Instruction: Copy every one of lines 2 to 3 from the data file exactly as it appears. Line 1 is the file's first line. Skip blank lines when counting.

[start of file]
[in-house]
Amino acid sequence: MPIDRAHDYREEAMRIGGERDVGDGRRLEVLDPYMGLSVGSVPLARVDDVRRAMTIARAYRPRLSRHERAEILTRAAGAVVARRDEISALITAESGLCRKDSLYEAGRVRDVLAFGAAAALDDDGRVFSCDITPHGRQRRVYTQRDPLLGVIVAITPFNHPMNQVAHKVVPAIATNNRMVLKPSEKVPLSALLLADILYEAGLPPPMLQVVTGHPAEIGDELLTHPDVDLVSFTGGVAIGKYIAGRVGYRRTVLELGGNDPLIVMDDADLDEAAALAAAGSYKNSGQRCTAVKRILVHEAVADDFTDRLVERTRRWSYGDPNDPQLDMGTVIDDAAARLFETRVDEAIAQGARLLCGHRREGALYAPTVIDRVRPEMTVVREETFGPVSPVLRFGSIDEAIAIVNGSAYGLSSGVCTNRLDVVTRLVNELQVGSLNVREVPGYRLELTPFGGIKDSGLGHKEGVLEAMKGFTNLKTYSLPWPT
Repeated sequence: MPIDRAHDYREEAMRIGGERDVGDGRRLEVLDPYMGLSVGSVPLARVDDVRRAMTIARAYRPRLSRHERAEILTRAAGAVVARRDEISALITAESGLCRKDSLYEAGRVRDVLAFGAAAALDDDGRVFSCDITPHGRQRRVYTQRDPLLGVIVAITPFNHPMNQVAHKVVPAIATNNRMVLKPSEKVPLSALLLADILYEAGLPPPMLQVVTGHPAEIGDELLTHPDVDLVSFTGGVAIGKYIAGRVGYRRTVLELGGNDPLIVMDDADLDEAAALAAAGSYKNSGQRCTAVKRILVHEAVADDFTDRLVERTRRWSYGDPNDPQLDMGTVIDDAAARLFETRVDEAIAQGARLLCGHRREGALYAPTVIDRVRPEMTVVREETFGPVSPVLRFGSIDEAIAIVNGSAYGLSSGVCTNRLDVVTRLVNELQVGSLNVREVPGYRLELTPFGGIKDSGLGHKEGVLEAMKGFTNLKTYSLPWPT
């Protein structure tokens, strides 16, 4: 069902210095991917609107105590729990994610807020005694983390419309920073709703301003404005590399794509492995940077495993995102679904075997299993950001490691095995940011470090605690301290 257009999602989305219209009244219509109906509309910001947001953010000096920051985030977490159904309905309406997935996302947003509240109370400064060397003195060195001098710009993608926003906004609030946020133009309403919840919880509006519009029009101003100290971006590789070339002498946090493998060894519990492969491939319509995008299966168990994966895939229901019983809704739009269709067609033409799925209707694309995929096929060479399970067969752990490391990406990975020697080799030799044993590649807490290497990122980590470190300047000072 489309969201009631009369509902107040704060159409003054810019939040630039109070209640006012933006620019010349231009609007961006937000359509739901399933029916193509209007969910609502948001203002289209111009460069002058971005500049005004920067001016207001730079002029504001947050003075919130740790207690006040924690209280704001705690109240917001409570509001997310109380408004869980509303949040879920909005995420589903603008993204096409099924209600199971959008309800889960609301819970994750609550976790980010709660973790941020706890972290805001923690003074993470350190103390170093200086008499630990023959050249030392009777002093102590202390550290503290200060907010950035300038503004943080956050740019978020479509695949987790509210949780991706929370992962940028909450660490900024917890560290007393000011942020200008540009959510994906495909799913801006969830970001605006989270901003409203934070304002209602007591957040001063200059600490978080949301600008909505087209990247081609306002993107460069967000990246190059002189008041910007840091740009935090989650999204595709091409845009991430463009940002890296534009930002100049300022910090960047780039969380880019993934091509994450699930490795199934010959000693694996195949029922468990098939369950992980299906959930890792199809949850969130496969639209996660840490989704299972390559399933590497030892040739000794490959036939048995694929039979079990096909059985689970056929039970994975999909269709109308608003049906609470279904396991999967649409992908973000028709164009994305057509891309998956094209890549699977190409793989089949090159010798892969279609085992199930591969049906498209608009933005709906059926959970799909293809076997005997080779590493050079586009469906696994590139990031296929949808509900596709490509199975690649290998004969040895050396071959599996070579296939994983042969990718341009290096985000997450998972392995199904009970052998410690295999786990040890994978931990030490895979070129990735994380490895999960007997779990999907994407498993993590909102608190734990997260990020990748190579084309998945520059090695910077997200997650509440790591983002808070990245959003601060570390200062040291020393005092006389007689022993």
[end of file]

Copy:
Amino acid sequence: MPIDRAHDYREEAMRIGGERDVGDGRRLEVLDPYMGLSVGSVPLARVDDVRRAMTIARAYRPRLSRHERAEILTRAAGAVVARRDEISALITAESGLCRKDSLYEAGRVRDVLAFGAAAALDDDGRVFSCDITPHGRQRRVYTQRDPLLGVIVAITPFNHPMNQVAHKVVPAIATNNRMVLKPSEKVPLSALLLADILYEAGLPPPMLQVVTGHPAEIGDELLTHPDVDLVSFTGGVAIGKYIAGRVGYRRTVLELGGNDPLIVMDDADLDEAAALAAAGSYKNSGQRCTAVKRILVHEAVADDFTDRLVERTRRWSYGDPNDPQLDMGTVIDDAAARLFETRVDEAIAQGARLLCGHRREGALYAPTVIDRVRPEMTVVREETFGPVSPVLRFGSIDEAIAIVNGSAYGLSSGVCTNRLDVVTRLVNELQVGSLNVREVPGYRLELTPFGGIKDSGLGHKEGVLEAMKGFTNLKTYSLPWPT
Repeated sequence: MPIDRAHDYREEAMRIGGERDVGDGRRLEVLDPYMGLSVGSVPLARVDDVRRAMTIARAYRPRLSRHERAEILTRAAGAVVARRDEISALITAESGLCRKDSLYEAGRVRDVLAFGAAAALDDDGRVFSCDITPHGRQRRVYTQRDPLLGVIVAITPFNHPMNQVAHKVVPAIATNNRMVLKPSEKVPLSALLLADILYEAGLPPPMLQVVTGHPAEIGDELLTHPDVDLVSFTGGVAIGKYIAGRVGYRRTVLELGGNDPLIVMDDADLDEAAALAAAGSYKNSGQRCTAVKRILVHEAVADDFTDRLVERTRRWSYGDPNDPQLDMGTVIDDAAARLFETRVDEAIAQGARLLCGHRREGALYAPTVIDRVRPEMTVVREETFGPVSPVLRFGSIDEAIAIVNGSAYGLSSGVCTNRLDVVTRLVNELQVGSLNVREVPGYRLELTPFGGIKDSGLGHKEGVLEAMKGFTNLKTYSLPWPT